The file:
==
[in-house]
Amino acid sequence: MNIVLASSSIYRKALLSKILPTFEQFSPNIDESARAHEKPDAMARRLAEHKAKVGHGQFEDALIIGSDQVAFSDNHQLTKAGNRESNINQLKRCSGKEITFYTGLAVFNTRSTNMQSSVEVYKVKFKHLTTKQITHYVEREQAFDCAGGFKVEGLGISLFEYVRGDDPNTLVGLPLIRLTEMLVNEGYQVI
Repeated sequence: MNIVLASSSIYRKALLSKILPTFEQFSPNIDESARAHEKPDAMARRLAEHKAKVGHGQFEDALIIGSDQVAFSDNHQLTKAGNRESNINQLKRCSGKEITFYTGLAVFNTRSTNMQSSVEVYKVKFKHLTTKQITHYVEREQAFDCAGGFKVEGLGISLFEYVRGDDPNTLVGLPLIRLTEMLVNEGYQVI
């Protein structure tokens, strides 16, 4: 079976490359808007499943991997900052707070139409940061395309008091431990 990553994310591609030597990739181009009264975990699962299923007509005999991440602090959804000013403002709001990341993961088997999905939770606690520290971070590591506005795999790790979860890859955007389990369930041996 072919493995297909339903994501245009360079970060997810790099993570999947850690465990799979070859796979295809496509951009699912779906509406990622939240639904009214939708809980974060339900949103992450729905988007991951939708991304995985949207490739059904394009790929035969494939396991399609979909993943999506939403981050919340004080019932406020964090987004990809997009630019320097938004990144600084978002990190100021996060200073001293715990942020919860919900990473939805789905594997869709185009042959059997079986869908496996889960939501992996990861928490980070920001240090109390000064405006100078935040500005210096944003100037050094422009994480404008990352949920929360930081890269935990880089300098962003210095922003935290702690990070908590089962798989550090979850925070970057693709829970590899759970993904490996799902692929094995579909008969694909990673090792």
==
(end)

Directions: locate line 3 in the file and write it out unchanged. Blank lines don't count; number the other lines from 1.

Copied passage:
Repeated sequence: MNIVLASSSIYRKALLSKILPTFEQFSPNIDESARAHEKPDAMARRLAEHKAKVGHGQFEDALIIGSDQVAFSDNHQLTKAGNRESNINQLKRCSGKEITFYTGLAVFNTRSTNMQSSVEVYKVKFKHLTTKQITHYVEREQAFDCAGGFKVEGLGISLFEYVRGDDPNTLVGLPLIRLTEMLVNEGYQVI